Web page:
/ 6 October 2014

New ways to shift politics of knowledge production

New Ways To Shift Politics Of Knowledge Production

From January next year, Stellenbosch University will launch a new set of postgraduate degrees in transdisciplinary health and development studies. Though housed in the department of sociology and social anthropology, the proposed programme is transdisciplinary, bringing together social science scholars from the faculties of arts, social sciences, medicine and health sciences.

The programme emerged out of a growing dissatisfaction with the balkanised, overspecialised and fragmented production of knowledge on health and wellbeing, health systems and the social processes that produce ill health and suffering. By working across diverse perspectives that transcend disciplinary boundaries, we seek to develop new methods, concepts and practices to address the complex linkages between health and development in contemporary South Africa and beyond.

To grapple with the challenges of health and disease in 21st-century Africa, we must open up spaces of experimentation in the way that knowledge is produced and pedagogy practised through a collaborative, grounded and located programme of teaching and research. The new programme aims to reorient postgraduate research and training towards a more critical and engaged approach to health and development challenges in places such as post-apartheid South Africa.

As scholars and teachers, we are excited by the growing interest in thinking about health and healing from a number of perspectives. And we find that the term “transdis-ciplinary” can open up new ways of thinking about research collaborations with diverse scholars, students and nonacademic partners in collective and enduring processes of knowledge production.

However, terms such as multi-, inter- and transdisciplinarity can drag in with them particular pedagogical and political investments that might not always be immediately apparent. In our context, we wonder: How might we shift the politics of knowledge production through an explicitly critical engagement with a politics located in the Global South, in ways that work transversally across disciplines and modalities of experience and action? To what extent might “transdisciplinarity” allow for more democratic relations in teaching and research with and between partners?

Equally, though, in the move away from decidedly disciplinary orientations, is there a risk of feeding into fantasies of panopticism or profit in the context of an increasingly managerialist approach to university life?

By thinking with and against terms such as “transdisciplinarity”, we are stimulated by the resonances and dissonances that open up between and across ethnography, public health, medicine, science studies, sustainability studies, action research and community activism, to name but a few.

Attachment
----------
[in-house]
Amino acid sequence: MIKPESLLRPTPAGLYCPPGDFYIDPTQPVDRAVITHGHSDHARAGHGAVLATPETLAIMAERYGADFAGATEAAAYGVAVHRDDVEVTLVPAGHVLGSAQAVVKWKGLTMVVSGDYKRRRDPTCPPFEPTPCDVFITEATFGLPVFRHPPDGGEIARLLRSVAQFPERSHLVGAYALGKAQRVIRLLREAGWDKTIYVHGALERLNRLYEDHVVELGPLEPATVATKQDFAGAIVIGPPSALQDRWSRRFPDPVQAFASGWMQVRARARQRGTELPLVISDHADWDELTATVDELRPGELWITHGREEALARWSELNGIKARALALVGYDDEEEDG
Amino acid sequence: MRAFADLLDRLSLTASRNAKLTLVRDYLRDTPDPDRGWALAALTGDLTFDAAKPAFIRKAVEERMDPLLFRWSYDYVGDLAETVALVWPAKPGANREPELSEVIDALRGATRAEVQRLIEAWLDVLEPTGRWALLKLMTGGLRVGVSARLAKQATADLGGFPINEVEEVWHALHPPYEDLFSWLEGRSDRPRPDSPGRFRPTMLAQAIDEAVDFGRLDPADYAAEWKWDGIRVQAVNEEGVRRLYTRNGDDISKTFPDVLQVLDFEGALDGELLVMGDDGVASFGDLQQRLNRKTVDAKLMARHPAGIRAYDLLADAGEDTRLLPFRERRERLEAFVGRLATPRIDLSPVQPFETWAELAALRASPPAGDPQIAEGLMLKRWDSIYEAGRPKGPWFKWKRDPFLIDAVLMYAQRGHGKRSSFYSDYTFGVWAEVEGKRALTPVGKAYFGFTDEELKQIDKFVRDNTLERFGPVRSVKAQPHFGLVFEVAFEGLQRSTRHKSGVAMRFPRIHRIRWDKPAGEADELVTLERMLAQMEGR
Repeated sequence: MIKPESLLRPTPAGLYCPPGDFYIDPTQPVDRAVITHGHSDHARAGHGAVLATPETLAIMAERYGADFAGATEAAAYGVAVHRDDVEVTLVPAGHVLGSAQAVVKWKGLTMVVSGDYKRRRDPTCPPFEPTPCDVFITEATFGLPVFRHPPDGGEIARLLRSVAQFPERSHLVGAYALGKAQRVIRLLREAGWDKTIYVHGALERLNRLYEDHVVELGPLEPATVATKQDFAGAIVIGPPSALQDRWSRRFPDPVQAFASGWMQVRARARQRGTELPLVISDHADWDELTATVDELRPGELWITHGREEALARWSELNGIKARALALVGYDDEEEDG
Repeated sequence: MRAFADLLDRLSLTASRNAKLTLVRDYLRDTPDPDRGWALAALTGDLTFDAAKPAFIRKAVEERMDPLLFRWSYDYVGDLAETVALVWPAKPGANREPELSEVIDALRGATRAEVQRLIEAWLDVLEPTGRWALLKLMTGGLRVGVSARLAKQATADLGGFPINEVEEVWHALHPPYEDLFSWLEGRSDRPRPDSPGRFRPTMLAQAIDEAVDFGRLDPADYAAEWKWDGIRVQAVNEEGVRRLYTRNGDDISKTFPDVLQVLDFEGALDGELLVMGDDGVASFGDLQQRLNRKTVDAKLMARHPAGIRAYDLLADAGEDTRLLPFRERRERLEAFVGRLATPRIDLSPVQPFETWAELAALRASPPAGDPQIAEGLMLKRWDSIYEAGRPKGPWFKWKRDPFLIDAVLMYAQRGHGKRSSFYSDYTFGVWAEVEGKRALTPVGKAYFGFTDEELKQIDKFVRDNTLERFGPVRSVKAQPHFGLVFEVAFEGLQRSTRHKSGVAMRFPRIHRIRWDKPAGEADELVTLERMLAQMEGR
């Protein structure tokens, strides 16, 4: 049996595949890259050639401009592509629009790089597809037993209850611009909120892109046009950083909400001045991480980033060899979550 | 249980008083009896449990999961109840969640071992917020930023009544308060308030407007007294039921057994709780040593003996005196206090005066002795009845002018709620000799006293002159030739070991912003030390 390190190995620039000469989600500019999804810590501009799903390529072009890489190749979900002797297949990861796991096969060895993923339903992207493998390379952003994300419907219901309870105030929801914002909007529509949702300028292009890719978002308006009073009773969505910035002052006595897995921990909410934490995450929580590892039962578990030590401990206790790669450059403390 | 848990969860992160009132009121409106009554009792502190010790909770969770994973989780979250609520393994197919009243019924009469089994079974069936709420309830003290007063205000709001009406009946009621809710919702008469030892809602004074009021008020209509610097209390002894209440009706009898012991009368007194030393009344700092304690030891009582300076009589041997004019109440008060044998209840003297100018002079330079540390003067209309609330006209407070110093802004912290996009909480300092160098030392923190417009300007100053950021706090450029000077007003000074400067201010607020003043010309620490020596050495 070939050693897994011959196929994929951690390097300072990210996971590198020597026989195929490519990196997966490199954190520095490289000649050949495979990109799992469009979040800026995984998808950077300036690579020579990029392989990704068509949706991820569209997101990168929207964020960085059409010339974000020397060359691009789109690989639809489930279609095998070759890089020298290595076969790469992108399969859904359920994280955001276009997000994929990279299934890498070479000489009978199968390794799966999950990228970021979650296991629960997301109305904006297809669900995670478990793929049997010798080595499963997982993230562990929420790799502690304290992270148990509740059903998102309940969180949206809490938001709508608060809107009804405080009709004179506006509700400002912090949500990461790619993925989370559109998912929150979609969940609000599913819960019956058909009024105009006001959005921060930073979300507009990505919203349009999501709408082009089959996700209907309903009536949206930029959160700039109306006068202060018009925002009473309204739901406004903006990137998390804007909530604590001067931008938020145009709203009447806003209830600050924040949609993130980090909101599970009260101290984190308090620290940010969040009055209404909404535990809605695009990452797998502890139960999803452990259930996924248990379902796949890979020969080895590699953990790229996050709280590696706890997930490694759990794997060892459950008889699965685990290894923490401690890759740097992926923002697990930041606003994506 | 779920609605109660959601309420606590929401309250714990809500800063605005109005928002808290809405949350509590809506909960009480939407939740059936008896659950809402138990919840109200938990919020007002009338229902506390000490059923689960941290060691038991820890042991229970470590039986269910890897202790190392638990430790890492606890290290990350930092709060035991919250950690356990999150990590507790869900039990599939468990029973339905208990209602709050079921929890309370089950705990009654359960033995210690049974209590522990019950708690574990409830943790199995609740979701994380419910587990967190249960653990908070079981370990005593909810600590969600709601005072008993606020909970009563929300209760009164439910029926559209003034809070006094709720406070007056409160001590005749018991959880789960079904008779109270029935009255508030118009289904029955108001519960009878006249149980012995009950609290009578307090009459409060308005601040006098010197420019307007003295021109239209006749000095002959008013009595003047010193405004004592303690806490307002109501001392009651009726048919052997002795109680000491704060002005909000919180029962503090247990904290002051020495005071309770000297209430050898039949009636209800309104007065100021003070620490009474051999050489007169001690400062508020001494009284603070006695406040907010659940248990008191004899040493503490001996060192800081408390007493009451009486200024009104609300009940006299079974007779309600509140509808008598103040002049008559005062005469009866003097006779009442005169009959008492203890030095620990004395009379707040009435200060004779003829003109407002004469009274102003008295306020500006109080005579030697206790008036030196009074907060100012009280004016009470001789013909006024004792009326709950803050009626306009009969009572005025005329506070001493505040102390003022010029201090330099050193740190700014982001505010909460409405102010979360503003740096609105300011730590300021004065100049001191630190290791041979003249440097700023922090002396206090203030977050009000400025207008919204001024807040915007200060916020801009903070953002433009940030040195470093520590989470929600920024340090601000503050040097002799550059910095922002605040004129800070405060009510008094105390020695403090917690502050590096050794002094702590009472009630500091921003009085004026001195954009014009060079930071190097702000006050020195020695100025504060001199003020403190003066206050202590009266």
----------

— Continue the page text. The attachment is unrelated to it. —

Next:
Relating to each other
Bringing the various disciplinary interests in “health and development” into relation with each other, whether in the spirit of an agonistic public sphere or a more straightforward faith in the promise of transdisciplinarity, allows us to explore what kind of programme in health and development studies might emerge.

One strand of transdisciplinary thinking posits three modalities of disciplinary knowledge: “explaining” – quantitatively deriving a logical or causal relationship between two variables; “understanding” – qualitatively understanding a problem through reflection and description; and “changing” – what activists and policy-makers do.

A transdisciplinary programme of teaching and learning might engage each of these distinctly and integrate them in the generation of new research questions through the modality of the specific and the local.

Another approach to thinking about health and development places the question of power at the centre of its pedagogy and practice. With questions of power, health and development challenges become intrinsically political, as Paul Farmer has argued in relation to “structural violence” in the context of Haiti.

Twenty years after South Africa’s first democratic elections, a range of social ills persist, profoundly shaping the possibilities of life for many people. At this point in South Africa’s transition, it is not sufficient merely to measure employment, income or the distribution of social goods and services, or to target individual behaviours, problems or sites.

Rather, the various ways in which health and welfare are understood, shaped and experienced require an analytical scope that takes in a range of structural, interpersonal and subjective modalities. Health and development are bound together in the South African context, and require a set of critical tools for thinking through their mutual imbrications.

The programme seeks to train students in the critical analysis of the political, ethical and conceptual stakes of such measurement, and of the effects of state and non-state interventions in the government of the living. Further, approaches to health and development challenges that are grounded in careful attention to the everyday, lived experiences of those who are structurally marginalised are able to sensitise students to the complex realities of contemporary life in South Africa.

● The programme launches next year with a postgraduate diploma and an MPhil degree (by coursework or thesis). For information, contact programme convenor Dr Thomas Cousins ([email protected]) or postgraduate studies co-ordinator Elizabeth Hector ([email protected]) or call 021 808 2420. See http://sun025.sun.ac.za/portal/page/portal/Arts/Departments/sociology/teaching/Tab1

Dr Thomas Cousins is a lecturer in the sociology and social anthropology department at the University of Stellenbosch. Dr Lindsey Reynolds is a post-doctoral fellow in the same department